“There are many antipsychotic drugs and true narcotics that you can use in elephants if you don’t have any other choice. For example, if you have to sedate or anaesthetise the animal or it’s a dangerous animal and you cannot approach it, or it has a huge wound that you have to clean every day and it’s not going to cope with the pain.

“Otherwise I think we should look for something natural, and CBD is a very potent substance so why not try it?

Dr Czujkowska continued: “We would rather work really hard through a lot of enrichment to manage the behaviour in the group and try CBD oils than just put them all on Prozac. That is not the solution.

“We have the people, we have the skills so we would rather work harder and give something natural a try, than just go for the easy option.”

The Hemp for Elephants study will be a long-term project, with Dr Czujkowska not expecting to be able to make the first conclusions until around one year down the line.

The study will also have to take into account environmental changes such as weather conditions and other outside factors that may impact on the elephants mood and behaviour.

“We might see that CBD solves some of our problems, maybe not all of the and maybe there will be some side effects. I don’t know and that’s the exciting part of the project,” she said.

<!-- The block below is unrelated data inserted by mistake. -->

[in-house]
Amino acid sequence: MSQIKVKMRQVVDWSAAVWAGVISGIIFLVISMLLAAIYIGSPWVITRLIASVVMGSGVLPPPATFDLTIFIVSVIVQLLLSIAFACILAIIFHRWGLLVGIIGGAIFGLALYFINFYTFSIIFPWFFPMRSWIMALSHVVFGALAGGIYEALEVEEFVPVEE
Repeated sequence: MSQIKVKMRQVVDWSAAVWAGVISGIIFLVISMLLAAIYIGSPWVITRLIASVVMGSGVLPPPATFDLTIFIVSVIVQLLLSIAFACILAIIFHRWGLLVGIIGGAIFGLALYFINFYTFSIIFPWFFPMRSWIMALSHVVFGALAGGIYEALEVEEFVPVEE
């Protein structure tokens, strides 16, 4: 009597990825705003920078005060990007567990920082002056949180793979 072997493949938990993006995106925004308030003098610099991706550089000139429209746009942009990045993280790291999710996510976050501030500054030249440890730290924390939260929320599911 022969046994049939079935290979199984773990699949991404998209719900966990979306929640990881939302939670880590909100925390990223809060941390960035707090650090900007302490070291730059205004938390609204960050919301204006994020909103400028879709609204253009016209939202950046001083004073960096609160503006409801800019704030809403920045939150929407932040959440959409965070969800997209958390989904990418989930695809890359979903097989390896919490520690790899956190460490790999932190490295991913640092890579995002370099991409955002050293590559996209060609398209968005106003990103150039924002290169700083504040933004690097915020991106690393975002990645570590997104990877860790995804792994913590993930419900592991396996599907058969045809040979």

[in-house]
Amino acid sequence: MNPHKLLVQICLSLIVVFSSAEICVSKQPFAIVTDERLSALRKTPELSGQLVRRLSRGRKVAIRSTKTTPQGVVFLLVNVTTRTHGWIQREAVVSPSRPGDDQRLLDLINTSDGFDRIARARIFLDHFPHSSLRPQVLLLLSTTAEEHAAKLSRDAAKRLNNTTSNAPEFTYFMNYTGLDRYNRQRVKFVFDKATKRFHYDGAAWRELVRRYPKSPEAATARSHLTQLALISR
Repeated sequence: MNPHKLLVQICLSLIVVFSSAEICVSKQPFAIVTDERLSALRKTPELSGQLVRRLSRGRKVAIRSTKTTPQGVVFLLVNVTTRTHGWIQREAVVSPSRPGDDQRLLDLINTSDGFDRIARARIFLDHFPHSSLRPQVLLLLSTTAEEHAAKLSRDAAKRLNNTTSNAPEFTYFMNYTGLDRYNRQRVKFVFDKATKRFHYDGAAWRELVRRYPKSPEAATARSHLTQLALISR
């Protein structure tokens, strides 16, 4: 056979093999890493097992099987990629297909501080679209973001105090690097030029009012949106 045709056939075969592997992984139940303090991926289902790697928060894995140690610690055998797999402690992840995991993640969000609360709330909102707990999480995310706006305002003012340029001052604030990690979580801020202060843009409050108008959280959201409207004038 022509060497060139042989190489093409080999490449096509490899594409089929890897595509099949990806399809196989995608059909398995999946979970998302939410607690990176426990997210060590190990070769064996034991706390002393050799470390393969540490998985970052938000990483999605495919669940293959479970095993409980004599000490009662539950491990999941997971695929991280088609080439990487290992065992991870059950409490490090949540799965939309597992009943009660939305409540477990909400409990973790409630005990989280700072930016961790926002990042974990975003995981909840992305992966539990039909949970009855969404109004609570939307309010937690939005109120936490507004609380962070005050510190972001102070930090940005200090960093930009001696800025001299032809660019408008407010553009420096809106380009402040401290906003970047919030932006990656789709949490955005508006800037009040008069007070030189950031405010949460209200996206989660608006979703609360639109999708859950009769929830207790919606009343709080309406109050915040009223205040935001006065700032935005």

“It’s not just about proving that it works. A project like this takes so much labour to collect all those samples and watch the animals, but it might benefit other elephants if people can look up the data and see the results for themselves.

“We thought let’s just try because it’s for the good of the animals, not just the science.”

CBD in the animal kingdom – what the research says

The use of CBD in animals is a growing area of interest and the internet is bursting with anecdotal evidence to suggest how it could help our furry friends – although so far the science to back it up is relatively thin on the ground.

In humans, cannabis is widely-thought to help relieve symptoms such as anxiety, chronic pain and to reduce seizures. Given how close we are to our pets, it was only a matter of time before people started to explore how it could be used to treat similar health concerns in the animal kingdom.

A study by Dr Stephanie McGrath at Colorado State University gave 14 dogs two daily doses of CBD oil for 12 weeks and the results showed a significant decrease in the number of seizures over this period.

Meanwhile Californian company Phyto Farmacy is marketing CBD oils for pain relief in farm animals, particularly horses.
A review of cannabis in veterinary medicine published last year by Dr Joshua Hartzel reported that although it has not seen the same advances as human medicine, there are now several university-based, clinical studies examining CBD from hemp extracts to measure its safety and pharmacokinetics, including the effect of hemp oil extracts on osteoarthritis and epilepsy.

The review concluded: “Due to the nearly universal distribution of the endocannabinoid system in all chordates, and in many invertebrates, the same or similar benefits of cannabinoids found in humans also can be applied to most veterinary species.”

Despite concerns around treating animals with cannabis, a study published by the Veterinary Information Network showed that 80 percent of dogs that were given CBD to help relieve pain and anxiety experienced no adverse effects. However, the British Veterinary Association is reluctant to support CBD use in animals until more evidence about its impact emerges.


Photos courtesy of Dr Agnieszka Czujkowska, Warsaw Zoo